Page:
Indications

Approximately 80% of proximal humeral fractures can be treated conservatively. Surgical treatment is indicated based on the fracture pattern, patient-related factors and the risk of avascular head necrosis. Two-part fractures with a metaphyseal comminution zone and 3/4-part fractures can benefit from near to anatomic reconstruction depending on the patient’s demands and bone quality. Minimally invasive stabilization procedures allow for an anatomical reconstruction in the majority of fresh proximal humeral fractures with or without a proximal shaft fracture, provided that intraoperative traction allows the fracture to be aligned axially in the image intensifier by ligamentotaxis. Indirect, combined with direct reduction maneuvers, allow for an almost anatomical reconstruction, despite minimal invasive approaches.

Surgical technique

Beach chair position. The arm is held in a pneumatic articulating traction device. Evaluation of the indirect reduction potential by ligamentotaxis with visualization of the alignment of the head fragments in relation to the shaft by traction, abduction/adduction, flexion/extension and rotation. The traction device and a foam roll in the axilla to neutralize the tension of the pectoralis major and teres major muscles while simultaneously adducting the elbow hold the reduction. Insufficient reduction of the fragments requires additional direct reduction maneuvers. Opening of the bursa and fixation of the rotator cuff with sutures to adjust reposition. A 2.5 mm-threaded K‑wire is inserted into the head fragment as a joystick. Under protection of the axillary nerve, the plate is inserted under protection of the axillary nerve. Temporary fixation of the plate with Kirschner wires for positioning the plate 5–8 mm below the greater tubercle and 2–3 mm laterally of the sulcus of the long biceps tendon and subsequent radiographic control. Reduction of the shaft against the plate with a cortex screw. The threaded K‑wire in the head can be used to adjust the varus and valgus alignment and to achieve adequate support of the calcar. Finally, complete the osteosynthesis with angular stable screws.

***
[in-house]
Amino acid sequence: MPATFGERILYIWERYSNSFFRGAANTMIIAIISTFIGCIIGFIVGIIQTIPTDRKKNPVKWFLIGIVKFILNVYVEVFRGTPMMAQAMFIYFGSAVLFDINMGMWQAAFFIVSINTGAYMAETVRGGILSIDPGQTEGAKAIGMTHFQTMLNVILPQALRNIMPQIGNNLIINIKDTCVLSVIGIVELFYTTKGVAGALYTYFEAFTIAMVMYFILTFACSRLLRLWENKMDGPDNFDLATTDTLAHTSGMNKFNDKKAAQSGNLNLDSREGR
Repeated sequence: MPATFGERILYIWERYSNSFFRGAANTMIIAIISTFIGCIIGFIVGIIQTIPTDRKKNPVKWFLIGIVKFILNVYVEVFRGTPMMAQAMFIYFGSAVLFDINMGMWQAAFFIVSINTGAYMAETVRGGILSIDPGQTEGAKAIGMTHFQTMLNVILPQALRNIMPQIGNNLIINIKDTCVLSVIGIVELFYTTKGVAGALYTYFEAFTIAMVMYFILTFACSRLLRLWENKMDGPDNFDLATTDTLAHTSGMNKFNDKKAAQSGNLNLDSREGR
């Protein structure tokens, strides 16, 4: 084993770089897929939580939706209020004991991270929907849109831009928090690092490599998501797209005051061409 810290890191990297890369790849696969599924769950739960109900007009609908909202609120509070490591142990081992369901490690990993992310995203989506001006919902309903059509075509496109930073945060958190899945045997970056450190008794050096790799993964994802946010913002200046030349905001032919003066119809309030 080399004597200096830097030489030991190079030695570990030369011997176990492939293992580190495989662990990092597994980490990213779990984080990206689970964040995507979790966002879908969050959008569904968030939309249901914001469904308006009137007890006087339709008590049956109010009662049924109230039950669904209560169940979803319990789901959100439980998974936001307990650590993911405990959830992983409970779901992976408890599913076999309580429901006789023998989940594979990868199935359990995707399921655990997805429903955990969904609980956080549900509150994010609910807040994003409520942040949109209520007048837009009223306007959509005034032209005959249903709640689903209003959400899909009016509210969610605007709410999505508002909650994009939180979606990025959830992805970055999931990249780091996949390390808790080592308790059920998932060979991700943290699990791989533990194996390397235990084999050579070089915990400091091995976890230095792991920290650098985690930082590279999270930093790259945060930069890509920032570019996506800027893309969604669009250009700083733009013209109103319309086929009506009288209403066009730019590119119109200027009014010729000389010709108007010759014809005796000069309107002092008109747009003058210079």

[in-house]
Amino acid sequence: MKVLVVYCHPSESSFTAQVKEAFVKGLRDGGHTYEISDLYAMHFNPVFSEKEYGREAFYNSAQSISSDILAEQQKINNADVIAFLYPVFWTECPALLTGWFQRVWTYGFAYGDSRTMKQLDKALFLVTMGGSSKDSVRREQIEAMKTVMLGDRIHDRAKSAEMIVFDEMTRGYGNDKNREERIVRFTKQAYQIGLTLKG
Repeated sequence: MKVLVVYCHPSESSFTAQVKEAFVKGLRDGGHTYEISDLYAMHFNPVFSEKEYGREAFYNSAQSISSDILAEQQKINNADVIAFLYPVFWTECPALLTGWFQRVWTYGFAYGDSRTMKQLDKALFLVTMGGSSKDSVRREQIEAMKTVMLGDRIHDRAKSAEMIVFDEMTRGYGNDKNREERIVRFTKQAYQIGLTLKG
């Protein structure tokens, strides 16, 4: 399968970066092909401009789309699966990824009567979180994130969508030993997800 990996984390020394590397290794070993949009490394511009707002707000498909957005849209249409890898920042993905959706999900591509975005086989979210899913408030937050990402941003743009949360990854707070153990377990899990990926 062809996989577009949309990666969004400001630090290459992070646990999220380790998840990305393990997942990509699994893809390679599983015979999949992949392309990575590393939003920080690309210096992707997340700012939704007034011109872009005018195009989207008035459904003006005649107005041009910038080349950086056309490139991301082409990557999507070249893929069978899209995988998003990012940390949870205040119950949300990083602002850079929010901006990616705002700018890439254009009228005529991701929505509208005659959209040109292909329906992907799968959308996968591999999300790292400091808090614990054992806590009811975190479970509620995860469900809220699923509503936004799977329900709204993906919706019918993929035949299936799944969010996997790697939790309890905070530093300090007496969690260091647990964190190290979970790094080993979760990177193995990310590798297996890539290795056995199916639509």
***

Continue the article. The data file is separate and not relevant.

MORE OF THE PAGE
Postoperative management

Immediate active assisted exercise in the shoulder under physiotherapeutic supervision. Temporary immobilization for patient comfort. Standard active and resistive mobilization after the first clinical and radiological checkup 6 weeks after surgery. Further radiological checks after 3 and 6 months and 1 year. No routine plate removal.

Keywords

Shoulder fractures Glenohumeral joint Minimally invasive surgery Osteosynthesis, fracture Locking compression plate 

Notes

Einhaltung ethischer Richtlinien

Interessenkonflikt

F.J.P. Beeres, O.M. Quaile, B.C. Link und R. Babst geben an, dass kein Interessenkonflikt besteht.

Dieser Beitrag beinhaltet keine von den Autoren durchgeführten Studien an Menschen oder Tieren.

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Copyright information

© Springer Medizin Verlag GmbH, ein Teil von Springer Nature 2019

Authors and Affiliations

  • F. J. P. Beeres
    • 1
    Email author
  • O. M. Quaile
    • 1
  • B. C. Link
    • 1
  • R. Babst
    • 1
  1. 1.Klinik für Orthopädie und UnfallchirurgieLuzerner KantonsspitalLuzern 16Schweiz